How do your studios create a sense of community?
We make the studio space feel like you have come home, no judgement, no pressure, accessible to all and very encouraging. People call them (the studios) the ‘Houses of Positivity” and we try to create that. We really care about transformation in people because we all have been through and continue to go through ’shiva’s fire’ of transformation. We do lots of community events, courses, retreats, trainings and over the years it creates a community that is inclusive, with sound morals of no judgement, love and acceptance.
You have had enormous success creating a string of yoga studios across Australia and New Zealand. It seems most yoga teachers don’t have that entrepreneurial drive. What instilled that drive in you?
I think many have the ambitions, especially now, but I think not many are willing to work that hard for it or sacrifice so much. Also I was trained in management and naturally like to lead. I feel it was my dharma, calling to be the person to be a game changer in Yoga in Australia. I had the capacity, the strength, the willingness and of course the timing. I was and am still driven by wanting to help people, our studios are the platform to do that. Yoga has been the most positive thing in my life! I wanted to share that. We had over 600k mats laid down in our studios last year, maybe 50% are the same people but this year we want to do one million mats. That’s a lot of lives touched in a positive way, that’s what motivates me. I feel I would have been driven in anything I do, building, corporate etc so it was just I decided to dedicate myself to modern yoga evolution.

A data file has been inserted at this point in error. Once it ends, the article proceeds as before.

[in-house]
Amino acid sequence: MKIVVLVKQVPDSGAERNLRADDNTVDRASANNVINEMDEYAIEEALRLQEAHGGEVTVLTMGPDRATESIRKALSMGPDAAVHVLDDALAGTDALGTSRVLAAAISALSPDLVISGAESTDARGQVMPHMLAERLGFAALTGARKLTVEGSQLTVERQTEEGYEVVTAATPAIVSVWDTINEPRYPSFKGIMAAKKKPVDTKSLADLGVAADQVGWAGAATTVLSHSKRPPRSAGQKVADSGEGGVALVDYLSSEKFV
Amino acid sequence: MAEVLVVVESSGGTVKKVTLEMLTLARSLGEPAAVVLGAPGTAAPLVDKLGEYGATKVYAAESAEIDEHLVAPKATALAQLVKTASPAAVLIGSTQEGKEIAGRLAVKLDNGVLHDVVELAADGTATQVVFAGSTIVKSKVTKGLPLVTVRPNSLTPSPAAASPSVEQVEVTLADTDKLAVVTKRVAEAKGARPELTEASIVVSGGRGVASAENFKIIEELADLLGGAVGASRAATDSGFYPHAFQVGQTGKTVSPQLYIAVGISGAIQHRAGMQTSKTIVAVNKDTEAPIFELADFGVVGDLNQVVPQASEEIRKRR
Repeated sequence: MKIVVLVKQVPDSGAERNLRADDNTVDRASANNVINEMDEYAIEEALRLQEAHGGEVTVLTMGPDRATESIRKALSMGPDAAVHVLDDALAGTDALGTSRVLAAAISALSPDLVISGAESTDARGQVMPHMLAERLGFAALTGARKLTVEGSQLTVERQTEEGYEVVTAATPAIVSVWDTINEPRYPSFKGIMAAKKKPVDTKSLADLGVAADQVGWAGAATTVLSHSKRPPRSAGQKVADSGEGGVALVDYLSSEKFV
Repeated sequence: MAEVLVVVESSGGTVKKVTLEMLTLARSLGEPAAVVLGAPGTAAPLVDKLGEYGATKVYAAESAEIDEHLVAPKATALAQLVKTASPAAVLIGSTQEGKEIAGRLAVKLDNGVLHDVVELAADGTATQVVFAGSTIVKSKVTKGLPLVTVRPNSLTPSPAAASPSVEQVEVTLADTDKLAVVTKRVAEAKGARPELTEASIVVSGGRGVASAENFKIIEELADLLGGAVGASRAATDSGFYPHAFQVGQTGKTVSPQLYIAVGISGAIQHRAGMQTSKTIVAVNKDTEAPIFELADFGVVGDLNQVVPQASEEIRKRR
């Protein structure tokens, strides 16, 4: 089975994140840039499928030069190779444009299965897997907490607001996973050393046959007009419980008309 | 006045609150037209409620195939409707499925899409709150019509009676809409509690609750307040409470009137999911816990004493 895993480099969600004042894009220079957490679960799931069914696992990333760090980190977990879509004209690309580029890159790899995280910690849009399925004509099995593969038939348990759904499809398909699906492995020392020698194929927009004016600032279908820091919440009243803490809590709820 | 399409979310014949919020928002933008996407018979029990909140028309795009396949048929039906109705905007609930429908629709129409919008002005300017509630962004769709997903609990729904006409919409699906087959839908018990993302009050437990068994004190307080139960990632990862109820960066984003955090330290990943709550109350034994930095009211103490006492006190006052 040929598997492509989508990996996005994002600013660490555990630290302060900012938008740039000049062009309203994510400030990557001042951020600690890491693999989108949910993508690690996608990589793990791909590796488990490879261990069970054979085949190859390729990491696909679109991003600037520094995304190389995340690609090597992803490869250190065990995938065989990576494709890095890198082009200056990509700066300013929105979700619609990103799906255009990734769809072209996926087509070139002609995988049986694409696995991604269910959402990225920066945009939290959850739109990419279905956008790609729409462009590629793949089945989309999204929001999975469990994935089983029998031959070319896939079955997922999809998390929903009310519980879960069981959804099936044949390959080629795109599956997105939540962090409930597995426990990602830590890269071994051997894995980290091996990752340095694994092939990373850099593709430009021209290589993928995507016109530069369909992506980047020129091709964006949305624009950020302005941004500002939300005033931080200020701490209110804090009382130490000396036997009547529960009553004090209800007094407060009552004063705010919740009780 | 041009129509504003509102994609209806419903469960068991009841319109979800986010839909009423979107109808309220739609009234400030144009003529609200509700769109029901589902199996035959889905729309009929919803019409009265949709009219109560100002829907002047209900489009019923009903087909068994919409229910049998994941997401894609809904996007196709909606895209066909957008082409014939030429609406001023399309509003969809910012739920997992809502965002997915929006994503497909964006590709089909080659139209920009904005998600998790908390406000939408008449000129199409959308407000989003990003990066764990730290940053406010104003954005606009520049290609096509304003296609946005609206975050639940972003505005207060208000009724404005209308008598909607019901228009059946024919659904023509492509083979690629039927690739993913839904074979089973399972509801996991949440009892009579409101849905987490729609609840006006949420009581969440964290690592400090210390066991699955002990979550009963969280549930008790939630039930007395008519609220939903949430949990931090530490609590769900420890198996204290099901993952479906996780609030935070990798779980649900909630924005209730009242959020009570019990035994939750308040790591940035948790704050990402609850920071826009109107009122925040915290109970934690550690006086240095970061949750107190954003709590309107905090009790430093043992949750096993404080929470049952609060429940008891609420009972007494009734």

Also a lot of teachers who trained under me wanted to make a career out of yoga so we had to grow to allow that, we have 8 different owners across all the studios and they are all senior teachers. I love that it happened organically like that rather than some corporate strategy, but we do focus on running a business really well, we enjoy it.
Have you got any tips for yoga teachers who want to combine their spiritual path with an entrepreneurial one?
Read about Purusha Artha, the four aims of a human life. You can’t get more spiritual then these teachings. To summarise, ‘prosperity is encouraged, as long as it is done through the eyes of your dharma’. Its easy, add yogic principles to how you treat people, run a business, social, how you treat yourself & everything! Don’t think there is any ideal spiritual personality, it’s a contradiction in terms. Do your dharma and life will be heaven on earth. How do you know your Dharma, well, this is what your practice is all about, good luck on that journey.
Practically, study business, understand what it takes, have good mentors, be an amazing teacher and train yourself well and sincerely and you will find your way. Also try to develop vision, use your practice to get really clear and trust what you see 🙂